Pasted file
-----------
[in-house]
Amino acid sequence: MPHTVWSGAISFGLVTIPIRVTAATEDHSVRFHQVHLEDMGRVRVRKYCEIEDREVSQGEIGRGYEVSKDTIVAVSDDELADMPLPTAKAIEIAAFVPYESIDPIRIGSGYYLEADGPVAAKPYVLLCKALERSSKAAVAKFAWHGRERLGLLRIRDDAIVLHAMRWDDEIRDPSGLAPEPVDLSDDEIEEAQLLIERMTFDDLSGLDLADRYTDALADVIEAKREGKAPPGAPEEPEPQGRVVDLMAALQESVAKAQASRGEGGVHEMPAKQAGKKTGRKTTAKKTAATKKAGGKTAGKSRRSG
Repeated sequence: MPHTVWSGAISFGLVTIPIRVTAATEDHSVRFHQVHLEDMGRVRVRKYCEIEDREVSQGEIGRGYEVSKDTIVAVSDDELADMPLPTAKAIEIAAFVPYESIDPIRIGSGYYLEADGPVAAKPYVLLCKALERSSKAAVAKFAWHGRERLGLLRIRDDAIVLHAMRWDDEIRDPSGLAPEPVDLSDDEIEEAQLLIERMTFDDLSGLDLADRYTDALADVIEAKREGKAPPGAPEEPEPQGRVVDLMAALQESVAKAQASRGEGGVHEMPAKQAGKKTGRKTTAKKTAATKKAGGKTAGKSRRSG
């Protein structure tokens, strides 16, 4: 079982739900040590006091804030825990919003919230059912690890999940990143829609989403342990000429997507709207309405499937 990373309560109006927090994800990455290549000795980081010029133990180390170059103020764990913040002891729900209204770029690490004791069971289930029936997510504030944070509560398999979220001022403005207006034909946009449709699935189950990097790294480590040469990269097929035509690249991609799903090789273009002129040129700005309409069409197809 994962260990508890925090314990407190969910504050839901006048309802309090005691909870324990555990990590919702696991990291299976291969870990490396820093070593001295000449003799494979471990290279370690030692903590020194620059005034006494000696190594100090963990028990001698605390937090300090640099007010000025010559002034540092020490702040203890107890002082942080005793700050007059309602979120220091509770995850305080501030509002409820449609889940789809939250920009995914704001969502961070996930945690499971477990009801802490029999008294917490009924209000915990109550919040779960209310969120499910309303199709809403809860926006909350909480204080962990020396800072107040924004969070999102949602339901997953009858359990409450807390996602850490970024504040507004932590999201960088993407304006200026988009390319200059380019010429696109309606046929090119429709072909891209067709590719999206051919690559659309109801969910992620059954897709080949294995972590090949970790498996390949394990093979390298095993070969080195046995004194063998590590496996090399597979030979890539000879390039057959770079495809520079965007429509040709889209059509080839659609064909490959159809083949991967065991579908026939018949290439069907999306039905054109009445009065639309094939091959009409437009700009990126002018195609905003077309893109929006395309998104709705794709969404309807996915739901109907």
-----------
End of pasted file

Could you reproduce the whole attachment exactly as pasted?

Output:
[in-house]
Amino acid sequence: MPHTVWSGAISFGLVTIPIRVTAATEDHSVRFHQVHLEDMGRVRVRKYCEIEDREVSQGEIGRGYEVSKDTIVAVSDDELADMPLPTAKAIEIAAFVPYESIDPIRIGSGYYLEADGPVAAKPYVLLCKALERSSKAAVAKFAWHGRERLGLLRIRDDAIVLHAMRWDDEIRDPSGLAPEPVDLSDDEIEEAQLLIERMTFDDLSGLDLADRYTDALADVIEAKREGKAPPGAPEEPEPQGRVVDLMAALQESVAKAQASRGEGGVHEMPAKQAGKKTGRKTTAKKTAATKKAGGKTAGKSRRSG
Repeated sequence: MPHTVWSGAISFGLVTIPIRVTAATEDHSVRFHQVHLEDMGRVRVRKYCEIEDREVSQGEIGRGYEVSKDTIVAVSDDELADMPLPTAKAIEIAAFVPYESIDPIRIGSGYYLEADGPVAAKPYVLLCKALERSSKAAVAKFAWHGRERLGLLRIRDDAIVLHAMRWDDEIRDPSGLAPEPVDLSDDEIEEAQLLIERMTFDDLSGLDLADRYTDALADVIEAKREGKAPPGAPEEPEPQGRVVDLMAALQESVAKAQASRGEGGVHEMPAKQAGKKTGRKTTAKKTAATKKAGGKTAGKSRRSG
């Protein structure tokens, strides 16, 4: 079982739900040590006091804030825990919003919230059912690890999940990143829609989403342990000429997507709207309405499937 990373309560109006927090994800990455290549000795980081010029133990180390170059103020764990913040002891729900209204770029690490004791069971289930029936997510504030944070509560398999979220001022403005207006034909946009449709699935189950990097790294480590040469990269097929035509690249991609799903090789273009002129040129700005309409069409197809 994962260990508890925090314990407190969910504050839901006048309802309090005691909870324990555990990590919702696991990291299976291969870990490396820093070593001295000449003799494979471990290279370690030692903590020194620059005034006494000696190594100090963990028990001698605390937090300090640099007010000025010559002034540092020490702040203890107890002082942080005793700050007059309602979120220091509770995850305080501030509002409820449609889940789809939250920009995914704001969502961070996930945690499971477990009801802490029999008294917490009924209000915990109550919040779960209310969120499910309303199709809403809860926006909350909480204080962990020396800072107040924004969070999102949602339901997953009858359990409450807390996602850490970024504040507004932590999201960088993407304006200026988009390319200059380019010429696109309606046929090119429709072909891209067709590719999206051919690559659309109801969910992620059954897709080949294995972590090949970790498996390949394990093979390298095993070969080195046995004194063998590590496996090399597979030979890539000879390039057959770079495809520079965007429509040709889209059509080839659609064909490959159809083949991967065991579908026939018949290439069907999306039905054109009445009065639309094939091959009409437009700009990126002018195609905003077309893109929006395309998104709705794709969404309807996915739901109907």